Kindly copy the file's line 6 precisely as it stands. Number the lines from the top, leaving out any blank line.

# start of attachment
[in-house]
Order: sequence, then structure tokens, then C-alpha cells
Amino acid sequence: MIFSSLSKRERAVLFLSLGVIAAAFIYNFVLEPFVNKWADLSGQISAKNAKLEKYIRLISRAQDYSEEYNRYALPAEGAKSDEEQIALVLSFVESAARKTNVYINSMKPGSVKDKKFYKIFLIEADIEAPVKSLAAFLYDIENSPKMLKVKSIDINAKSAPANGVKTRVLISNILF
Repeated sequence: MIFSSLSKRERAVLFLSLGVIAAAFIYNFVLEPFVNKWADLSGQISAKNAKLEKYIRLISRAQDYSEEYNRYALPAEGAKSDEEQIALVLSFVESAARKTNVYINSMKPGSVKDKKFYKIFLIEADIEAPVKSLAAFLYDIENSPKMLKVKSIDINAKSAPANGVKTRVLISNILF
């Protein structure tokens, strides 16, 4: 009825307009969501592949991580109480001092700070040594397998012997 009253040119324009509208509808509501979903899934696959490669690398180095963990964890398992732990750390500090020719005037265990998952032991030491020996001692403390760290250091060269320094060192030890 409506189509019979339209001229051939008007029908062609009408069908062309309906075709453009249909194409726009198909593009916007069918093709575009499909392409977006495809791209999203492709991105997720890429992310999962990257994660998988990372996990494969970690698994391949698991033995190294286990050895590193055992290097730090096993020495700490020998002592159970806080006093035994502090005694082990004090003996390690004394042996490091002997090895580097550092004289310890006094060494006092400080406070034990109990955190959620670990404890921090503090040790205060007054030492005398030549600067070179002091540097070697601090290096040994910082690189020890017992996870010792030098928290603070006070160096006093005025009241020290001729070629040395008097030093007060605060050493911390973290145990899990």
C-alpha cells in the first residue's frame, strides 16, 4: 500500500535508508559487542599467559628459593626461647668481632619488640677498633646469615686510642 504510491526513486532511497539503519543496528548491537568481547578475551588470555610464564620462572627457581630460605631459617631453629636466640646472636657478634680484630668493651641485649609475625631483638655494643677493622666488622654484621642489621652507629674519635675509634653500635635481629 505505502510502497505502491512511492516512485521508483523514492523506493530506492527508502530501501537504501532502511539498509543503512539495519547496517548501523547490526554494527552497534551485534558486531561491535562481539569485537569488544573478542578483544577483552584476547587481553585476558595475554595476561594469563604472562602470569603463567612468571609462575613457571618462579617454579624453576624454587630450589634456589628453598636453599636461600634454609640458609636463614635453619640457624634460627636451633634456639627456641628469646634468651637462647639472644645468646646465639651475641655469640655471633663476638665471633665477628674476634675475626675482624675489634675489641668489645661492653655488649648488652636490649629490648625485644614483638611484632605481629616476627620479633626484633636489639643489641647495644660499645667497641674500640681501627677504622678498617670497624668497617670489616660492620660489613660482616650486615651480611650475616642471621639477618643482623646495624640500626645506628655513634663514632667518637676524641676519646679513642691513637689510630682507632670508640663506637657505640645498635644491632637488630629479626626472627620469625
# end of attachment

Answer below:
C-alpha cells in the first residue's frame, strides 16, 4: 500500500535508508559487542599467559628459593626461647668481632619488640677498633646469615686510642 504510491526513486532511497539503519543496528548491537568481547578475551588470555610464564620462572627457581630460605631459617631453629636466640646472636657478634680484630668493651641485649609475625631483638655494643677493622666488622654484621642489621652507629674519635675509634653500635635481629 505505502510502497505502491512511492516512485521508483523514492523506493530506492527508502530501501537504501532502511539498509543503512539495519547496517548501523547490526554494527552497534551485534558486531561491535562481539569485537569488544573478542578483544577483552584476547587481553585476558595475554595476561594469563604472562602470569603463567612468571609462575613457571618462579617454579624453576624454587630450589634456589628453598636453599636461600634454609640458609636463614635453619640457624634460627636451633634456639627456641628469646634468651637462647639472644645468646646465639651475641655469640655471633663476638665471633665477628674476634675475626675482624675489634675489641668489645661492653655488649648488652636490649629490648625485644614483638611484632605481629616476627620479633626484633636489639643489641647495644660499645667497641674500640681501627677504622678498617670497624668497617670489616660492620660489613660482616650486615651480611650475616642471621639477618643482623646495624640500626645506628655513634663514632667518637676524641676519646679513642691513637689510630682507632670508640663506637657505640645498635644491632637488630629479626626472627620469625